Global recession sees carbon dioxide levels hold steady

Global recession sees carbon dioxide levels hold steady

The world's industrial emissions of climate-changing carbon dioxide held steady last year, as recession slowed production in rich countries while growth in China and India made up the difference, a leading monitoring agency reported today.

The Netherlands Environment Assessment Agency said last year was the first since 1992 that registered zero growth in carbon emissions from the burning of fossil fuels, cement production and chemical industries - key sources of greenhouse gases.

It did not take into account, however, measurements from deforestation, forest fires and the release of carbon from decomposing biomass, which could add as much as 20% to global emissions.

The Dutch government-sponsored agency was the first to report that China had overtaken the United States as the world's largest carbon polluter in 2006.

Its evaluations are based on energy data from the oil company BP, the International Energy Agency and the figures from cement, steel and other industries collected by the EDGAR project of the European Commission's Joint Research Centre.

Emissions shrank in the leading industrial countries by 7%, or 800 million tons, last year, but that was compensated by a 9% increase in China and 6% in India, said the report, issued annually.

China has more than doubled its emissions since 2000 to reach 8.1 billion tons, even though for the past five years it has annually doubled its capacity of wind and solar energy.

India's emissions have grown 50% since 2000, and it has now surpassed Russia as the world's fifth largest carbon polluter, said the report.

Measured by country, China remains the largest polluter, but the United States emits nearly three times more per person than the Chinese, it said.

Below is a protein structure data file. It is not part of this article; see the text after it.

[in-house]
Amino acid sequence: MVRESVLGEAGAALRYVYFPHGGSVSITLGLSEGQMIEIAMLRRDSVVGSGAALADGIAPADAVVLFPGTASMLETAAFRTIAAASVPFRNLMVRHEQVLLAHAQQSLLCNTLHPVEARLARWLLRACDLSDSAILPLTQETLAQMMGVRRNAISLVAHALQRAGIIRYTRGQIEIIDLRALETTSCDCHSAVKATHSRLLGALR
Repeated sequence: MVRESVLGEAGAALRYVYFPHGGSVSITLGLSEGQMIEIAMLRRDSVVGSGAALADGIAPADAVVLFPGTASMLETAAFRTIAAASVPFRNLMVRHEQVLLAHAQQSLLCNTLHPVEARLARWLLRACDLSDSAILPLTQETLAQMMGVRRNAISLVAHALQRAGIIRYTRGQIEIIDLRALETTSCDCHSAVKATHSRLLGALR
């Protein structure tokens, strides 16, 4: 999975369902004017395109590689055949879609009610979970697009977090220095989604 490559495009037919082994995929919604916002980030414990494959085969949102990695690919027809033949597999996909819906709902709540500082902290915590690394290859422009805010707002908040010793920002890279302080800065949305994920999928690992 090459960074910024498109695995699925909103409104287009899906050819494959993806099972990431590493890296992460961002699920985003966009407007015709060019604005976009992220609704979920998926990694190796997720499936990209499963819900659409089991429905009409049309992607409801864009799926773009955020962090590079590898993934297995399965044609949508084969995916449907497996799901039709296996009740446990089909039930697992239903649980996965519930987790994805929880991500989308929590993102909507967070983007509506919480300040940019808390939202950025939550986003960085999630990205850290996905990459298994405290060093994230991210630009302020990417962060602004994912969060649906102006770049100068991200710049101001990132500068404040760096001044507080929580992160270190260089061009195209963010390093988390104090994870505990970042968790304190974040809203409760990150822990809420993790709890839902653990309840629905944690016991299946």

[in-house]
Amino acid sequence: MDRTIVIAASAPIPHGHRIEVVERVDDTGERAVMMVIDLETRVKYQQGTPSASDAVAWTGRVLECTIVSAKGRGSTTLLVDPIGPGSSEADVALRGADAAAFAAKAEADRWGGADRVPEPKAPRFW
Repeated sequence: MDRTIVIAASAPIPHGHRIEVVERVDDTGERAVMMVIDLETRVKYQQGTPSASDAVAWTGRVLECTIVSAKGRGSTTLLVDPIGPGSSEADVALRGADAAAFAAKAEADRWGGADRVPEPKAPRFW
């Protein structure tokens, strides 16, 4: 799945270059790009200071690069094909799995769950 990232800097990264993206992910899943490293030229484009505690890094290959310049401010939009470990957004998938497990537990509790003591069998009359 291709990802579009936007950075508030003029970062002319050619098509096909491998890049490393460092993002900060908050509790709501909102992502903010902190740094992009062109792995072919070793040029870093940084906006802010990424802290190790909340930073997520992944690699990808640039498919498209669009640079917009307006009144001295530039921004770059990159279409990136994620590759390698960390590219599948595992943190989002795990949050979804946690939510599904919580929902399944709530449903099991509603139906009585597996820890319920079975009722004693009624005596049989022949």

The report comes as 194 countries try to reach an agreement to control the gases that scientists say are raising the Earth's average temperatures, which if unchecked could lead to catastrophic water shortages, rising seas and coastal flooding, and more severe drought in arid zones.

A summit of about 120 world leaders in Copenhagen last December proved disappointing, and negotiators have lowered their ambitions for the next major climate conference in Cancun, Mexico, at the end of this year.

The sought-for agreement is meant to succeed the 1997 Kyoto Protocol, which called on 37 wealthy countries to reduce carbon emissions by about 5% from 1990 levels by 2012. It set no targets for rapidly developing countries.

The report said industrial country emissions already are 10% below their 1990 levels, but they still could be in trouble once they recover from the recession and resume full production.

It said total global emissions last year were 31.3 billion tons - 40% more than in 1990.

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